NORTH ATTLEBORO, Mass. (WHDH) -
"I'm asking you to come on a journey with me."
The message was simple for 18-year-old Patrick Reynolds. The political enthusiast has been elected as a town selectman. His term began April 1st, two months before his high school graduation.
"I think a lot of people are just set in their ways of: 'It's always been that way, let's keep it that way.' I'm kind of looking at it with fresh ideas and see if we can shake things up," Reynolds said.
He's already shaken up the campaign trail, using the Internet to reach the masses. He wanted to help the town grow its online presence as well, especially in how to get and renew permits. Along with that, he wanted town workers to go green.
"Things like using more electronic things like electronic leaf-blowers and using more fuel-efficient cars for our inspectors and things like that," he said.
The teenager is certainly a sign of the times in North Attleboro, with his family supporting him every step of the way.
"It wasn't just kids. There'd be people in the office, there'd be people at church, there'd be people at his little brother, Thomas' basketball and baseball games talking about Patrick's campaign and asking how it's going," said his father, Steve.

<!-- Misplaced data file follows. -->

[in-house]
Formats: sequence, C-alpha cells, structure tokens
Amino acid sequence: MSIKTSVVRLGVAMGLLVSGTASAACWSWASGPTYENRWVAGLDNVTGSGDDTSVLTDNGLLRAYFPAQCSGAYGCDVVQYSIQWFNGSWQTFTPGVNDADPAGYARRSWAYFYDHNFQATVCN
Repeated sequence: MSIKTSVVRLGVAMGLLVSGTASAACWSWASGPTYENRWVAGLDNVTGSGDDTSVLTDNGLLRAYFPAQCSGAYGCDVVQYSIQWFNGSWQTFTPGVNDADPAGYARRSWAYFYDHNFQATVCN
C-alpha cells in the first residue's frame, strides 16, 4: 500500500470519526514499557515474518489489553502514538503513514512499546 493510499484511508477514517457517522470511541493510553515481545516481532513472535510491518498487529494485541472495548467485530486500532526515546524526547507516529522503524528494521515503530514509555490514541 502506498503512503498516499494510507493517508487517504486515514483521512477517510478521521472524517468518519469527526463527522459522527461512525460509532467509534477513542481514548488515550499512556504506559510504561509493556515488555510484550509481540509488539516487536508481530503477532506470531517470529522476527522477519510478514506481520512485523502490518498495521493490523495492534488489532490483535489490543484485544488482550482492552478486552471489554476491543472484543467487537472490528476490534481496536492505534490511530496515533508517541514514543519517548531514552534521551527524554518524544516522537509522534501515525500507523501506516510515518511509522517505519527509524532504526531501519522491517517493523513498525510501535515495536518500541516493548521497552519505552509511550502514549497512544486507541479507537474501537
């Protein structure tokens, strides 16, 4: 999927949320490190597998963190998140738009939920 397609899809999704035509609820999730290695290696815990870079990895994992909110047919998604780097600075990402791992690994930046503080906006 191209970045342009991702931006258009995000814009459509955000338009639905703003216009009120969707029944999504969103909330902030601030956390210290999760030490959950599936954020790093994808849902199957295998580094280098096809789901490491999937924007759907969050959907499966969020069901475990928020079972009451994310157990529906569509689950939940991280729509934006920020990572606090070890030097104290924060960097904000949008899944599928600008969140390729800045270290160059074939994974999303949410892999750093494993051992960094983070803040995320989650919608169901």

"It's been pretty cool having people - especially right after the election - congratulate me on Patrick and talk to me ababoutt. It's pretty exciting," said his brother, Thomas.
And an exciting year to come. Patrick will attend Providence College in the fall to study political science, but will remain a stalwart in North Attleboro's Town Hall.
"He'll be there for the next four years and he'll be able to come back to go to meetings and still be a part of our community. I think that's the most important thing," said Patrick's mother, Terese.
Wednesday, August 20 2014 4:19 PM EDT2014-08-20 20:19:47 GMT
Family of James Foley spoke out on Wednesday on their son, who was executed by ISIS.
In 2011, just after he was released from the Libyan prison where he'd been held for six weeks, James Foley acknowledged the peril journalists face covering the world's most dangerous places, soberly conceding that a mistake could mean death.[more]
In 2011, just after he was released from the Libyan prison where he'd been held for six weeks, James Foley acknowledged the peril journalists face covering the world's most dangerous places, soberly conceding that a mistake could mean death. [more]